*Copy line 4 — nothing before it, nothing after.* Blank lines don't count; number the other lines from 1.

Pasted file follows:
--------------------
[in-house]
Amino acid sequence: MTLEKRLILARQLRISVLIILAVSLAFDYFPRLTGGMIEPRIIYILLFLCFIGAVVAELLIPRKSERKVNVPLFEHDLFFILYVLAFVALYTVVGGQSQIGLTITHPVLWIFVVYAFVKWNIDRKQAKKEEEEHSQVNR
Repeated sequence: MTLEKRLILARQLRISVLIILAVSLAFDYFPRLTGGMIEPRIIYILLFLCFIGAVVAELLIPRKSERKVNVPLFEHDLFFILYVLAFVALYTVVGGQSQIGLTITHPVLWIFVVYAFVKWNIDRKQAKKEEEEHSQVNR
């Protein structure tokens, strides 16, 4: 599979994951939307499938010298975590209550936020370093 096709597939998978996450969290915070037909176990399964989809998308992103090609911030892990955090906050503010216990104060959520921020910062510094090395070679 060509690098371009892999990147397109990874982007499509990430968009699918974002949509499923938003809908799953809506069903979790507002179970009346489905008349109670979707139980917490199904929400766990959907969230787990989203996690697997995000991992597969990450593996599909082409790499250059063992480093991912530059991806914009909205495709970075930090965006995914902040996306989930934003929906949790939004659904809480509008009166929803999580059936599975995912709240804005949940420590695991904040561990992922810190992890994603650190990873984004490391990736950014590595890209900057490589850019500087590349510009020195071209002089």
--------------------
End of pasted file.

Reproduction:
């Protein structure tokens, strides 16, 4: 599979994951939307499938010298975590209550936020370093 096709597939998978996450969290915070037909176990399964989809998308992103090609911030892990955090906050503010216990104060959520921020910062510094090395070679 060509690098371009892999990147397109990874982007499509990430968009699918974002949509499923938003809908799953809506069903979790507002179970009346489905008349109670979707139980917490199904929400766990959907969230787990989203996690697997995000991992597969990450593996599909082409790499250059063992480093991912530059991806914009909205495709970075930090965006995914902040996306989930934003929906949790939004659904809480509008009166929803999580059936599975995912709240804005949940420590695991904040561990992922810190992890994603650190990873984004490391990736950014590595890209900057490589850019500087590349510009020195071209002089």